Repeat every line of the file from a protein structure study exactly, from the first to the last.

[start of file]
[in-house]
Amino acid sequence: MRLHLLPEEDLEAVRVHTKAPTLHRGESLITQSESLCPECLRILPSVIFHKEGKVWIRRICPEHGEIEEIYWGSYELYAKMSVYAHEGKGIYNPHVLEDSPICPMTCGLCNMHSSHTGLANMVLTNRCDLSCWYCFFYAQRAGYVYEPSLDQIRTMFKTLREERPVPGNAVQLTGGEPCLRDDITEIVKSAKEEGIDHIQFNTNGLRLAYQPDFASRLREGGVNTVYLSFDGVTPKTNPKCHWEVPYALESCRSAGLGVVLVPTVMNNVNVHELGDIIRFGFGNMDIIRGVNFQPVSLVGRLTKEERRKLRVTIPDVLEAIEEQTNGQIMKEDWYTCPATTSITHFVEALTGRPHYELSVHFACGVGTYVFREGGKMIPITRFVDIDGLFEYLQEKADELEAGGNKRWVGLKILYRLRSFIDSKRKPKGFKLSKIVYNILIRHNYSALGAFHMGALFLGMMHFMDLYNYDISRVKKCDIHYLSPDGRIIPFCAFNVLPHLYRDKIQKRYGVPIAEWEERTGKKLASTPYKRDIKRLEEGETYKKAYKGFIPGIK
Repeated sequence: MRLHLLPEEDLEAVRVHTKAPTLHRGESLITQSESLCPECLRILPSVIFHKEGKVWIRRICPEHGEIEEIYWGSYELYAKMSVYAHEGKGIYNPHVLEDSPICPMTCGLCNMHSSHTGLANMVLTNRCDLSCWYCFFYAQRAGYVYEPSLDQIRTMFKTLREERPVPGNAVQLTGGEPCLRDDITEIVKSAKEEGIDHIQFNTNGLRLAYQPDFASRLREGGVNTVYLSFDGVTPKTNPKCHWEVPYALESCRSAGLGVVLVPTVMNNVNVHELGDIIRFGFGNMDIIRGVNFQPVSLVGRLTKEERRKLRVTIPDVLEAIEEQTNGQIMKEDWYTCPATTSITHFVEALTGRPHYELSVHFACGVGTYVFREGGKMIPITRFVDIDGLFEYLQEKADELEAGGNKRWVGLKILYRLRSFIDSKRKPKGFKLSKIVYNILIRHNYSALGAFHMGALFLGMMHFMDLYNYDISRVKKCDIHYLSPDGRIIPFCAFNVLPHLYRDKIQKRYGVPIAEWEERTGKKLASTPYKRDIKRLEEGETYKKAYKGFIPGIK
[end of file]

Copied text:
[in-house]
Amino acid sequence: MRLHLLPEEDLEAVRVHTKAPTLHRGESLITQSESLCPECLRILPSVIFHKEGKVWIRRICPEHGEIEEIYWGSYELYAKMSVYAHEGKGIYNPHVLEDSPICPMTCGLCNMHSSHTGLANMVLTNRCDLSCWYCFFYAQRAGYVYEPSLDQIRTMFKTLREERPVPGNAVQLTGGEPCLRDDITEIVKSAKEEGIDHIQFNTNGLRLAYQPDFASRLREGGVNTVYLSFDGVTPKTNPKCHWEVPYALESCRSAGLGVVLVPTVMNNVNVHELGDIIRFGFGNMDIIRGVNFQPVSLVGRLTKEERRKLRVTIPDVLEAIEEQTNGQIMKEDWYTCPATTSITHFVEALTGRPHYELSVHFACGVGTYVFREGGKMIPITRFVDIDGLFEYLQEKADELEAGGNKRWVGLKILYRLRSFIDSKRKPKGFKLSKIVYNILIRHNYSALGAFHMGALFLGMMHFMDLYNYDISRVKKCDIHYLSPDGRIIPFCAFNVLPHLYRDKIQKRYGVPIAEWEERTGKKLASTPYKRDIKRLEEGETYKKAYKGFIPGIK
Repeated sequence: MRLHLLPEEDLEAVRVHTKAPTLHRGESLITQSESLCPECLRILPSVIFHKEGKVWIRRICPEHGEIEEIYWGSYELYAKMSVYAHEGKGIYNPHVLEDSPICPMTCGLCNMHSSHTGLANMVLTNRCDLSCWYCFFYAQRAGYVYEPSLDQIRTMFKTLREERPVPGNAVQLTGGEPCLRDDITEIVKSAKEEGIDHIQFNTNGLRLAYQPDFASRLREGGVNTVYLSFDGVTPKTNPKCHWEVPYALESCRSAGLGVVLVPTVMNNVNVHELGDIIRFGFGNMDIIRGVNFQPVSLVGRLTKEERRKLRVTIPDVLEAIEEQTNGQIMKEDWYTCPATTSITHFVEALTGRPHYELSVHFACGVGTYVFREGGKMIPITRFVDIDGLFEYLQEKADELEAGGNKRWVGLKILYRLRSFIDSKRKPKGFKLSKIVYNILIRHNYSALGAFHMGALFLGMMHFMDLYNYDISRVKKCDIHYLSPDGRIIPFCAFNVLPHLYRDKIQKRYGVPIAEWEERTGKKLASTPYKRDIKRLEEGETYKKAYKGFIPGIK